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In a hostel, the number of students decreased by 8% and the [#permalink]

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01 May 2012, 21:22

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In a hostel, the number of students decreased by 8% and the price of food increased by 20% over the previous year. If each student consumes the same amount of food then By how much should the consumption of food be cut short by every student, so that the total cost of the food remains the same as that of the previous year?

In a hostel, the number of students decreased by 8% and the [#permalink]

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01 May 2012, 23:23

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Cost of food (C) = Food consumed per student (F) * Number of students (N) * Price of food (P)

Originally, C = FNP

When number of students decrease by 8%, and the price of food increases by 20%, C = F(new) * (0.92N) * (1.2P) => F(new) = F/(0.92*1.2) => F(new) = 0.906F

Therefore the new cost of food must be 90.6% of the old cost, or the cost of food must decrease by 9.4% (option E) _________________

Re: In a hostel, the number of students decreased by 8% and the [#permalink]

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20 Aug 2014, 10:58

I cannot see this being a GMAT problem - how is one supposed to calculate 1- [1/(.92*1.2)] without a calculator? Even with using fractions I get 13/138 which is also not easily solved.

Re: In a hostel, the number of students decreased by 8% and the [#permalink]

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21 Aug 2014, 00:08

speedilly wrote:

I cannot see this being a GMAT problem - how is one supposed to calculate 1- [1/(.92*1.2)] without a calculator? Even with using fractions I get 13/138 which is also not easily solved.

Agree.. this calculation goes tough. Any simpler way to avoid that 92 & 12 factor? _________________

Re: In a hostel, the number of students decreased by 8% and the [#permalink]

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21 Aug 2014, 01:04

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PareshGmat wrote:

speedilly wrote:

I cannot see this being a GMAT problem - how is one supposed to calculate 1- [1/(.92*1.2)] without a calculator? Even with using fractions I get 13/138 which is also not easily solved.

Agree.. this calculation goes tough. Any simpler way to avoid that 92 & 12 factor?

Hello

My approach is

Name: S = number of students P = Price Q = Quantity of food consumption. C = total cost

==> C = S*P*Q

One way to solve this kind of question is plug in numbers. Assume: before we have 100 students, P = $10 ==> C = 100*10*Q = 1000*Q After: we have 92 students, P = $12 ==> C' = 92*12*Q' = 1104*Q'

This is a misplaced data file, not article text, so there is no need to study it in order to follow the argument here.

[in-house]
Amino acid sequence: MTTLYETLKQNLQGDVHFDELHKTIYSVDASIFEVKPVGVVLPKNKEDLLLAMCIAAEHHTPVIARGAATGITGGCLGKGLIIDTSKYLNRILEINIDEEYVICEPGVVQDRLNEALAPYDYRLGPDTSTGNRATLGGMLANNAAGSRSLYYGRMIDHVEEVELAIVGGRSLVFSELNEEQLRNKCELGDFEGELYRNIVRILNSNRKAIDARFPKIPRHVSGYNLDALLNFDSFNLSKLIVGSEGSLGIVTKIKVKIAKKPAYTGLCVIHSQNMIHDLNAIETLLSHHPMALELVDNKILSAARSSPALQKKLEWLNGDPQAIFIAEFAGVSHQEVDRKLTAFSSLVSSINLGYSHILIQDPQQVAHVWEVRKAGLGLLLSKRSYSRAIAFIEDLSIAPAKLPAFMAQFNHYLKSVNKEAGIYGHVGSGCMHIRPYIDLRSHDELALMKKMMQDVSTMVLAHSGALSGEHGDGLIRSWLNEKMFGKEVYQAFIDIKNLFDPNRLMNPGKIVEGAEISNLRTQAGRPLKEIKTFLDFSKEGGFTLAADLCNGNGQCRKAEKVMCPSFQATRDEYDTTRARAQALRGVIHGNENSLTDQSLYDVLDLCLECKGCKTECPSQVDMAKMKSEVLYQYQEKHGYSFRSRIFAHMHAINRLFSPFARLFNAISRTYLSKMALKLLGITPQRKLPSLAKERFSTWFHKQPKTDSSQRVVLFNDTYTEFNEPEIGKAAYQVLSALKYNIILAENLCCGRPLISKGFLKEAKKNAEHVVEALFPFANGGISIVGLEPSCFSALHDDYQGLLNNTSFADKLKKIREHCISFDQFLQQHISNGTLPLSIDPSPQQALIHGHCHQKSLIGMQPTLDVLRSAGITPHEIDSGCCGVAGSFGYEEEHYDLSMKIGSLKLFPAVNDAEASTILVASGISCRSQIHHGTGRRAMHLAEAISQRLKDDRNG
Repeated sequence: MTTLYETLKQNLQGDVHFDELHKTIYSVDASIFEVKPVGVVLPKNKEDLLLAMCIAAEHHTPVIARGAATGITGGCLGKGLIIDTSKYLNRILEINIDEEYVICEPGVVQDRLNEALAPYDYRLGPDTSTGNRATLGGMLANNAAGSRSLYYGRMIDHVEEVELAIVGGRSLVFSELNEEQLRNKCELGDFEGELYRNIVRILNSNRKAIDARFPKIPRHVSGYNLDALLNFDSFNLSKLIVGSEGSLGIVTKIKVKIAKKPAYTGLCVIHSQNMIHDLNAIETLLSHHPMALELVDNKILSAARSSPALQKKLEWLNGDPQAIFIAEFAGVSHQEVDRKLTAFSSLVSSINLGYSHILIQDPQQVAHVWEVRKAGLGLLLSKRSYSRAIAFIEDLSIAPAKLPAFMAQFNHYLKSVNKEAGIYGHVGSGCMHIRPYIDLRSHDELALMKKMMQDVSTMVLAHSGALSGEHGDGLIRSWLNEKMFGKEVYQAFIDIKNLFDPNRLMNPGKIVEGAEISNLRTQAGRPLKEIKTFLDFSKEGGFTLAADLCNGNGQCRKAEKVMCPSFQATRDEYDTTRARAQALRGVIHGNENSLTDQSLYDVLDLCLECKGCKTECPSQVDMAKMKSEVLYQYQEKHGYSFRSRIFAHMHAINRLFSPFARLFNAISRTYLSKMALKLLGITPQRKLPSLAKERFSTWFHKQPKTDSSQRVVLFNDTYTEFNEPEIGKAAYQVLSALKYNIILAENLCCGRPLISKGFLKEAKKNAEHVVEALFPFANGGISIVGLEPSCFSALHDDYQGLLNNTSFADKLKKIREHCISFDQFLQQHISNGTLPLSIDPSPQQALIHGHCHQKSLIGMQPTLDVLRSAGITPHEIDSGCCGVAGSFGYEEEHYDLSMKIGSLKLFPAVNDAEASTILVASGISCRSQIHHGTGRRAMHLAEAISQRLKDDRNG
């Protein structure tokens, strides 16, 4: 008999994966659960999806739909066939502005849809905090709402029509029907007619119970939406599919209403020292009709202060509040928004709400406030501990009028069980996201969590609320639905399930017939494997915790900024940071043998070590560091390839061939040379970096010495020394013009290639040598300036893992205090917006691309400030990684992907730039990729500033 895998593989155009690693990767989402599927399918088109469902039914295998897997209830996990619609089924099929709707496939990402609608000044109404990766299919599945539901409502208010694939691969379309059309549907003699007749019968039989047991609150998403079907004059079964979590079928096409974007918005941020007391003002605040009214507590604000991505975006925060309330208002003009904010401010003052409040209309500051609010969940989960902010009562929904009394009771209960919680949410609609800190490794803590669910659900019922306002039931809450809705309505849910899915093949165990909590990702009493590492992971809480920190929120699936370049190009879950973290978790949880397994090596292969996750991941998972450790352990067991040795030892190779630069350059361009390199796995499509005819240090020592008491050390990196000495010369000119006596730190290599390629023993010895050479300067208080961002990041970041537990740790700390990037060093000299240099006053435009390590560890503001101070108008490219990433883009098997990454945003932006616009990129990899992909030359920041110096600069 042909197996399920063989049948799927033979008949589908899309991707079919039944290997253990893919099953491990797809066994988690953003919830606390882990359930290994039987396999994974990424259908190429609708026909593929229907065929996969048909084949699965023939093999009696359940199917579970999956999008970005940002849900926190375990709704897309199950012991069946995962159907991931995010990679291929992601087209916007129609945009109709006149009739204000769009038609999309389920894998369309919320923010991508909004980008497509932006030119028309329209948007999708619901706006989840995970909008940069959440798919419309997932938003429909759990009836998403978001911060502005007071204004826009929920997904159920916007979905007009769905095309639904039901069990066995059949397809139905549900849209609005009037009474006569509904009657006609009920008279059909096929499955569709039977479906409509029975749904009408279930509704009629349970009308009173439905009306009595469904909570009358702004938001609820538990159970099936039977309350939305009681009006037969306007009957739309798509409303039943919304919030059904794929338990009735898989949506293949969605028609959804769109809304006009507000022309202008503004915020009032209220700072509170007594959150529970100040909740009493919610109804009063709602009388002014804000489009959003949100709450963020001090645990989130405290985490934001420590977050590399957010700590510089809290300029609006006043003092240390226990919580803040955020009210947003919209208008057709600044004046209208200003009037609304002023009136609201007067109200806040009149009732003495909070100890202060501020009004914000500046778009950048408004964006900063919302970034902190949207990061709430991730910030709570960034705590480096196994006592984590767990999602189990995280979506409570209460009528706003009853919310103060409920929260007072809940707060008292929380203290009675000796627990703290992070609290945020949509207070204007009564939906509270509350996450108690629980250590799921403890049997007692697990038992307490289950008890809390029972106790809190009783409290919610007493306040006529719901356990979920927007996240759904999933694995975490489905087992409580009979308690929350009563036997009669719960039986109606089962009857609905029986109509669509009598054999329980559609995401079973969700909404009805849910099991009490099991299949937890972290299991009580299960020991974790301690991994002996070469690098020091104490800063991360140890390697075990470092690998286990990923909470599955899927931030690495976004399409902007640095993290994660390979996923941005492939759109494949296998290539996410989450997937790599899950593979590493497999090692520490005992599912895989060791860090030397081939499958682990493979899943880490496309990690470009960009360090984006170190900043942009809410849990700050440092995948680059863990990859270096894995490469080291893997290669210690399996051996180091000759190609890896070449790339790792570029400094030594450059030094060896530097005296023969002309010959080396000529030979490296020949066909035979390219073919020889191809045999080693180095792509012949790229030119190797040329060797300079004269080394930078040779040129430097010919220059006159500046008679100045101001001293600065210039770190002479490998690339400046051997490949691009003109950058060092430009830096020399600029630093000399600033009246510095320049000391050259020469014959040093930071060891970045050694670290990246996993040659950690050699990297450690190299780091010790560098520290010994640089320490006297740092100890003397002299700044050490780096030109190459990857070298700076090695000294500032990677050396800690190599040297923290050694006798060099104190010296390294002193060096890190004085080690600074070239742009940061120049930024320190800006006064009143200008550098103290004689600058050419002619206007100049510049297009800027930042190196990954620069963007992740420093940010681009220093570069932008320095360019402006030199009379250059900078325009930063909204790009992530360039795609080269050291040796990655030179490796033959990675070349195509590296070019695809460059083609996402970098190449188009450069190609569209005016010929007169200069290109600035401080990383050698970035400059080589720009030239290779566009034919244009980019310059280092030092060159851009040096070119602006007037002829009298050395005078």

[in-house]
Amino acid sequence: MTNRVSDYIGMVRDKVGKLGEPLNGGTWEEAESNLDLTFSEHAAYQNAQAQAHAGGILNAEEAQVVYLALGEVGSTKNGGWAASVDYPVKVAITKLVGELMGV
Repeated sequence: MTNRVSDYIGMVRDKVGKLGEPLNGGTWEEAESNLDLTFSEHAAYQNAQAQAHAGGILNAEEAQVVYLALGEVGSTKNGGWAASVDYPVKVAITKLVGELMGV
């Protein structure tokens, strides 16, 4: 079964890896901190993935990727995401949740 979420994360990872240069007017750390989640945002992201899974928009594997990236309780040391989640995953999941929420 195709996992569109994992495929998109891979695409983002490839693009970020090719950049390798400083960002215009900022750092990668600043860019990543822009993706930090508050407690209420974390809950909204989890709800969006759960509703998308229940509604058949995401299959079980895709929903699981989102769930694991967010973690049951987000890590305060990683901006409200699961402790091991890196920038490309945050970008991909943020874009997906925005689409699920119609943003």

The red part is the decrease of food consumption. We can guess 104/1104 ~ 9.4% (The ONLY option < 10%) --> E is answer.

Hope it helps. _________________

Please +1 KUDO if my post helps. Thank you.

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Re: In a hostel, the number of students decreased by 8% and the [#permalink]

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13 Feb 2016, 02:37

Hello from the GMAT Club BumpBot!

Thanks to another GMAT Club member, I have just discovered this valuable topic, yet it had no discussion for over a year. I am now bumping it up - doing my job. I think you may find it valuable (esp those replies with Kudos).

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Re: In a hostel, the number of students decreased by 8% and the [#permalink]

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14 Apr 2016, 03:51

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stonecold wrote:

Vyshak Any Shortcuts here ? took me 8 minutes to solve i solved twice actually thrice

regards Stone Cold

Yes bro possible

IMHO that we need to take three factors ( No of Students , Consumption per student and Cost of Food ) and create a table as below -

Attachment:

1.PNG [ 4.07 KiB | Viewed 186 times ]

Where Total Cost = No of Students * Consumption per student * Cost of Food

So, from the above table find the new value of Consumption per student

Consumption per student = Total Cost / ( No of Students * Cost of Food ) =>Consumption per student = 10000 / 92 * 12 =>New Consumption per student = 9.06

Now find the last part -

Quote:

By how much should the consumption of food be cut short by every student, so that the total cost of the food remains the same as that of the previous year?

Reduction in consumption required is 10 - 9.06 = 0.94

So, Percentage consumption of food be cut short by every student = 0.94/10 * 100 = 9.40% _________________

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